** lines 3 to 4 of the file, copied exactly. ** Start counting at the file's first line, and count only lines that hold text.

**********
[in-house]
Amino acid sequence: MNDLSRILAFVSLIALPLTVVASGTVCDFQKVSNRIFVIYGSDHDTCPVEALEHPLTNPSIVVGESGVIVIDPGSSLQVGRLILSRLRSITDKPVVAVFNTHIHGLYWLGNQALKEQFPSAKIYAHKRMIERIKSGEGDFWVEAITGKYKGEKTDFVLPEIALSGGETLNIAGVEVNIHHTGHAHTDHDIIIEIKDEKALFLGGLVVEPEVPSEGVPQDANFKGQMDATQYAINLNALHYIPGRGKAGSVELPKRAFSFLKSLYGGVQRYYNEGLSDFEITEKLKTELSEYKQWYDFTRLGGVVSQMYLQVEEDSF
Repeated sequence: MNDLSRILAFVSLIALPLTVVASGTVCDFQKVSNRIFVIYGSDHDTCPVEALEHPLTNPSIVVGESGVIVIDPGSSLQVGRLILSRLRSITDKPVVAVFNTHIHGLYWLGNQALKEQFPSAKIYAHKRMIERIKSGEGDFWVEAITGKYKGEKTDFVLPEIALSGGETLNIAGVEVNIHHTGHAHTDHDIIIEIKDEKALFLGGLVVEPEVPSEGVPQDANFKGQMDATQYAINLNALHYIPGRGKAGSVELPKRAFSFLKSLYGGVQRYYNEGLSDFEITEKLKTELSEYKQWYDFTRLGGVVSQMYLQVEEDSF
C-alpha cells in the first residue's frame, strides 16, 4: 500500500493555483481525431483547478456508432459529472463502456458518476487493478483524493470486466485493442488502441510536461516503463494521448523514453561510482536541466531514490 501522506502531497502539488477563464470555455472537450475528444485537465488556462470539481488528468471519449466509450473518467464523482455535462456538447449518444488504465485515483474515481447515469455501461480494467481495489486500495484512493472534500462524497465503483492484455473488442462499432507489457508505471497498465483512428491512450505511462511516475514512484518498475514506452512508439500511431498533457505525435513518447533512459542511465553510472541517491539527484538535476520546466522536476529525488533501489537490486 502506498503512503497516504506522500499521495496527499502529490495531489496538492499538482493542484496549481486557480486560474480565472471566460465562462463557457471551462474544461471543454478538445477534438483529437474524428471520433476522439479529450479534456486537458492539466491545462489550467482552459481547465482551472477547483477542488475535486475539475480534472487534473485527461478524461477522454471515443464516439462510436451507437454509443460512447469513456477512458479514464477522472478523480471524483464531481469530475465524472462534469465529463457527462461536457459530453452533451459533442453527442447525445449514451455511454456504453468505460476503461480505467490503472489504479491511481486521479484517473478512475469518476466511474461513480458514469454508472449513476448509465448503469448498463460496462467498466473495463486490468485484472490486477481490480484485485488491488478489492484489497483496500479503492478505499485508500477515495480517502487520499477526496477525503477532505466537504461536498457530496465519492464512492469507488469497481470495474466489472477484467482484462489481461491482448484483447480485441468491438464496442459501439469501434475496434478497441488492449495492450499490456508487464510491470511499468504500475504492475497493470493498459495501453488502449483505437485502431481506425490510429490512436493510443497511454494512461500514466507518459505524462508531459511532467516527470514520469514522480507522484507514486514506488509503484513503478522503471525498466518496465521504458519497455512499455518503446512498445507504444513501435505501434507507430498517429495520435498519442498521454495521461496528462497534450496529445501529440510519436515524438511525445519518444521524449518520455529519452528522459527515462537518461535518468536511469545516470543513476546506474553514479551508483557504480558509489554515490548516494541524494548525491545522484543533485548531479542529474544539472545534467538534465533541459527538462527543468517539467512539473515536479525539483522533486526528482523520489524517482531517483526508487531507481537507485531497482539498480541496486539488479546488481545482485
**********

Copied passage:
Repeated sequence: MNDLSRILAFVSLIALPLTVVASGTVCDFQKVSNRIFVIYGSDHDTCPVEALEHPLTNPSIVVGESGVIVIDPGSSLQVGRLILSRLRSITDKPVVAVFNTHIHGLYWLGNQALKEQFPSAKIYAHKRMIERIKSGEGDFWVEAITGKYKGEKTDFVLPEIALSGGETLNIAGVEVNIHHTGHAHTDHDIIIEIKDEKALFLGGLVVEPEVPSEGVPQDANFKGQMDATQYAINLNALHYIPGRGKAGSVELPKRAFSFLKSLYGGVQRYYNEGLSDFEITEKLKTELSEYKQWYDFTRLGGVVSQMYLQVEEDSF
C-alpha cells in the first residue's frame, strides 16, 4: 500500500493555483481525431483547478456508432459529472463502456458518476487493478483524493470486466485493442488502441510536461516503463494521448523514453561510482536541466531514490 501522506502531497502539488477563464470555455472537450475528444485537465488556462470539481488528468471519449466509450473518467464523482455535462456538447449518444488504465485515483474515481447515469455501461480494467481495489486500495484512493472534500462524497465503483492484455473488442462499432507489457508505471497498465483512428491512450505511462511516475514512484518498475514506452512508439500511431498533457505525435513518447533512459542511465553510472541517491539527484538535476520546466522536476529525488533501489537490486 502506498503512503497516504506522500499521495496527499502529490495531489496538492499538482493542484496549481486557480486560474480565472471566460465562462463557457471551462474544461471543454478538445477534438483529437474524428471520433476522439479529450479534456486537458492539466491545462489550467482552459481547465482551472477547483477542488475535486475539475480534472487534473485527461478524461477522454471515443464516439462510436451507437454509443460512447469513456477512458479514464477522472478523480471524483464531481469530475465524472462534469465529463457527462461536457459530453452533451459533442453527442447525445449514451455511454456504453468505460476503461480505467490503472489504479491511481486521479484517473478512475469518476466511474461513480458514469454508472449513476448509465448503469448498463460496462467498466473495463486490468485484472490486477481490480484485485488491488478489492484489497483496500479503492478505499485508500477515495480517502487520499477526496477525503477532505466537504461536498457530496465519492464512492469507488469497481470495474466489472477484467482484462489481461491482448484483447480485441468491438464496442459501439469501434475496434478497441488492449495492450499490456508487464510491470511499468504500475504492475497493470493498459495501453488502449483505437485502431481506425490510429490512436493510443497511454494512461500514466507518459505524462508531459511532467516527470514520469514522480507522484507514486514506488509503484513503478522503471525498466518496465521504458519497455512499455518503446512498445507504444513501435505501434507507430498517429495520435498519442498521454495521461496528462497534450496529445501529440510519436515524438511525445519518444521524449518520455529519452528522459527515462537518461535518468536511469545516470543513476546506474553514479551508483557504480558509489554515490548516494541524494548525491545522484543533485548531479542529474544539472545534467538534465533541459527538462527543468517539467512539473515536479525539483522533486526528482523520489524517482531517483526508487531507481537507485531497482539498480541496486539488479546488481545482485